Haiti: U.S. Lessons Learned From the Tsunami Relief Mission


By Ed Timperlake

Ed Timperlake was assigned by Undersecretary Mike Wynne to be the AT&L representative to the Department of Defense (DOD) Tsunami Task Force.


Lessons Learned From the Tsunami Relief Operation
Very early in recognizing the devastating death and destruction from the Haitian earthquake some in the media tried to draw immediate parallels to Hurricane Katrina. The real story is the US Military in Haiti was building on the lessons learned by providing aid and comfort to the victims to the Tsunami that swept through the Indian Ocean (IO). In actual fact, the political gamesmanship fostered by the media in trying to compare President Bush’s Katerina response to President Obama and Haiti abated except for the most fervent “Bush bashers.”  I believe the reason is President Bush’s grace, dignity and concern for human suffering was demonstrated when he joined with President Clinton in an across-the-board unified United States response.

The lessons learned for Haiti were forged on Sunday December 26 2004 a time when death and destruction swept throughout South Asia as a 9.0 earthquake occurred off the coast of Sumatra. A deadly Tsunami wave radiated out eventually costing over 150,000 lives.

The US Military Pacific command was ready to act with on scene support.  The Department of Defense was fortunate in having as Deputy Secretary Paul Wolfowitz who had previously served as Ambassador to Indonesia. Consequently the word came down quickly that Tsunami aid would be an “all hands on deck” DOD effort.One of the quiet issues in those days was sending US relief efforts into areas of Indonesia that had radical Islamic activity, and there was some indicators of relief helicopters taking fire. That didn’t deter, nor stop the effort.
The  Abraham Lincoln Carrier Battle Group was ordered on station along with the USS Bonhome Richard with a complement of Marines. Both ships of war were on a mission of mercy and arrived in peace. The Coast Guard sent a Cutter and overhead the US Air Force organized an air bridge to bring in supplies.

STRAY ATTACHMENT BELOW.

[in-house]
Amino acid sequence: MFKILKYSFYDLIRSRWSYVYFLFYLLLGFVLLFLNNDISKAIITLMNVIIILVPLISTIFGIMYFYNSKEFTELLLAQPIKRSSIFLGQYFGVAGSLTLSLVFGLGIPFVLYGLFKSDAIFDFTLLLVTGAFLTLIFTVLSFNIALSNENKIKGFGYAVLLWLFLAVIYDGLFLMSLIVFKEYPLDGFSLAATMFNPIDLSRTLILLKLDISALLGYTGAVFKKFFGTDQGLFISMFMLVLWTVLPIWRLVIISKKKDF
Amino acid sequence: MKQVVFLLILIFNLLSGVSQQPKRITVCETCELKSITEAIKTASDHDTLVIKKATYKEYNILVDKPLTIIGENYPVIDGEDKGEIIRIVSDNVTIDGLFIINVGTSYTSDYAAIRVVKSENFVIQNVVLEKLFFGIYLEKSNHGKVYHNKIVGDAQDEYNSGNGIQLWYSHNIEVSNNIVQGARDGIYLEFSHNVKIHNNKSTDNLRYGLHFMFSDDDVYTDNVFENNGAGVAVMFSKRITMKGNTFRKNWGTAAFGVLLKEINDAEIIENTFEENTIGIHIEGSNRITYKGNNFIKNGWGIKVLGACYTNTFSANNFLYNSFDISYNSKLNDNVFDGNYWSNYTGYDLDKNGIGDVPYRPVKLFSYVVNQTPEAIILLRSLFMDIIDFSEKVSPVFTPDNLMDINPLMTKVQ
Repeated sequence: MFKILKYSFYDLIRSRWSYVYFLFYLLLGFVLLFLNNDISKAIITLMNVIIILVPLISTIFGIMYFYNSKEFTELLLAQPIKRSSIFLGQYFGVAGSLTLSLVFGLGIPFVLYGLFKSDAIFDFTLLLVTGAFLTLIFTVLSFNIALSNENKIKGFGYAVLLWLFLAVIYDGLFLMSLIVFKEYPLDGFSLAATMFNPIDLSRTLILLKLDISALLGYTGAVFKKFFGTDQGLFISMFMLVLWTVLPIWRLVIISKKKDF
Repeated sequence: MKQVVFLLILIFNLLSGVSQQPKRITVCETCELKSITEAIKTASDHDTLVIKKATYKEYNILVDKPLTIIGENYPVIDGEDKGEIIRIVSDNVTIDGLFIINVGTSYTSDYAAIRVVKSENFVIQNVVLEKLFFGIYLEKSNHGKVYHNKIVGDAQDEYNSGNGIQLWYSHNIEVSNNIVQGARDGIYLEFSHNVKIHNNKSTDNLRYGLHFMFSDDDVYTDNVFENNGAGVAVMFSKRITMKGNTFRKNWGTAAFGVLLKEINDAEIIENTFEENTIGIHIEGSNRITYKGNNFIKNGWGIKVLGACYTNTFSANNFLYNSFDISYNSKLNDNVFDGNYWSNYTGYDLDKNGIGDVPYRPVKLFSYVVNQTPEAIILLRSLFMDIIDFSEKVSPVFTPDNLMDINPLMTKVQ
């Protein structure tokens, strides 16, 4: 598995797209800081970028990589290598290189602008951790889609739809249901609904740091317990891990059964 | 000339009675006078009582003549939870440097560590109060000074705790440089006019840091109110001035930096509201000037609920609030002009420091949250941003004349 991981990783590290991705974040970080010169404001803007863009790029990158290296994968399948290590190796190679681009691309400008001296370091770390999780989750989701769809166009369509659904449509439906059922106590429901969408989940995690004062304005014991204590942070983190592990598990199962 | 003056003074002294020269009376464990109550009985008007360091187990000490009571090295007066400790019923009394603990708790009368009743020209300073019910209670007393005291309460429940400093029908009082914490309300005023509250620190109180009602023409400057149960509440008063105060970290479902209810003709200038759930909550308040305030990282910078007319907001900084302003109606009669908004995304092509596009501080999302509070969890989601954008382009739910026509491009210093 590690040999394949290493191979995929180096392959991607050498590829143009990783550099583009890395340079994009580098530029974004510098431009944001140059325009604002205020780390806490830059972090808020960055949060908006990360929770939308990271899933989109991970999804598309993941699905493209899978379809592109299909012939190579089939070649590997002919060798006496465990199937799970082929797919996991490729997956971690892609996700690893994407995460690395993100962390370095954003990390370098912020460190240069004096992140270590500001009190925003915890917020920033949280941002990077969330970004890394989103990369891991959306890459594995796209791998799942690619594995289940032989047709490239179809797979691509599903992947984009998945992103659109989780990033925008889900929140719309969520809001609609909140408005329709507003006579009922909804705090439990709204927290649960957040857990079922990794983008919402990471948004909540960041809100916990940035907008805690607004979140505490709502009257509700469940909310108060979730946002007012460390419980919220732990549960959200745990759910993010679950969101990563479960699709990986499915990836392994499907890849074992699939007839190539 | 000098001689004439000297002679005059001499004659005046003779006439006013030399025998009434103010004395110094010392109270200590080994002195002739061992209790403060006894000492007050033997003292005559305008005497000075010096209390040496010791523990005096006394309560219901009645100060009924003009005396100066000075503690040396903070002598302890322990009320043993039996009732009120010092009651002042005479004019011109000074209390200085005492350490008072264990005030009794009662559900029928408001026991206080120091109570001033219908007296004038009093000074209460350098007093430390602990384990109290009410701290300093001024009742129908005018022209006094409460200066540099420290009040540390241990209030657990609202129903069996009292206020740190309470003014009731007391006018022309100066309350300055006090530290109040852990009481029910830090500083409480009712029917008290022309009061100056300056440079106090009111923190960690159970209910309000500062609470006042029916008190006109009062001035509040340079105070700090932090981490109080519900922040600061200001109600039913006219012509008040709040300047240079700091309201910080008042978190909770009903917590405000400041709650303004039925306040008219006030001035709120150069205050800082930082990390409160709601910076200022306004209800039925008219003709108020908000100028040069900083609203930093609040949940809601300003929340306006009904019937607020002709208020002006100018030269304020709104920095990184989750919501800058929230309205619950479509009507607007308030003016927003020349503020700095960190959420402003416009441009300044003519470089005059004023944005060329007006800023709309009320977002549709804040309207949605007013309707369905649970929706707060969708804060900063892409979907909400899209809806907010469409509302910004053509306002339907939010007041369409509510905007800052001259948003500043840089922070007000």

The Bush White House set up a classified VTC conference schedule between the National Security Council and the Pentagon to get constant updates and situational reports (sit-reps). It was a Bush White House -directed US Government wide unity of purpose to save as many as possible and also help the sick and wounded. It looks like President Obama’s team is responsibly and with skill doing the same.

USAF Air Traffic Controllers in Haiti (http://chamorrobible.org)

Tsunami and Haiti: A Similar Logistics Challenge at a Time of War
The distances in the Indian Ocean were enormous and the challenges huge. Entire villages had been swept out to sea, other villages and towns as now seen in Haiti just collapsed into rubble. World wide aide groups, and NGOs gave valuable assistance and some countries rose to the challenge, while others didn’t.

When it was winding down word came back to those of us involved at DOD that the Muslim population of Indonesian was very grateful, in spite of the presence of the US military which could have been badly perceived at first. What was known at all times at DOD  is the fact that America is not at war with Islam, just those isolated fanatics who want us dead. Religion makes no difference if a country is in trouble and America’s global 911 capability is always ready.

Like Haiti the Tsunami Relief was indeed a massive show of US military resources (the only ones able to respond on such a short-notice), while also deeply engaged in combat in Iraq and Afghanistan. From current reporting, it looks like the US military response in Haiti has been superb. From a Carrier Battle Group, to Marine Amphibious forces, the Coast Guard and a hospital ship on the way, the response has been an overwhelming commitment to the mission.

One area from what I can read deserving special praise is USAF air traffic controllers. It is reported that runway operations both in the air and on the ground are, to say the least, confusing and potentially deadly. Remember the worst aviation disaster in history was on the island of Tenerife and it was a combination of air traffic control and a determined Airline Captain who made a fatal decision to take off with crossing runway traffic on the ground.
Those young Air Force men and women who are controlling Air traffic in very primitive conditions deserve gratitude: over 1,400 aircrafts are trying to sequence in and the pressure for zero margin of error to avoid a midair or taxi accident is huge…


***Posted February 1st, 2010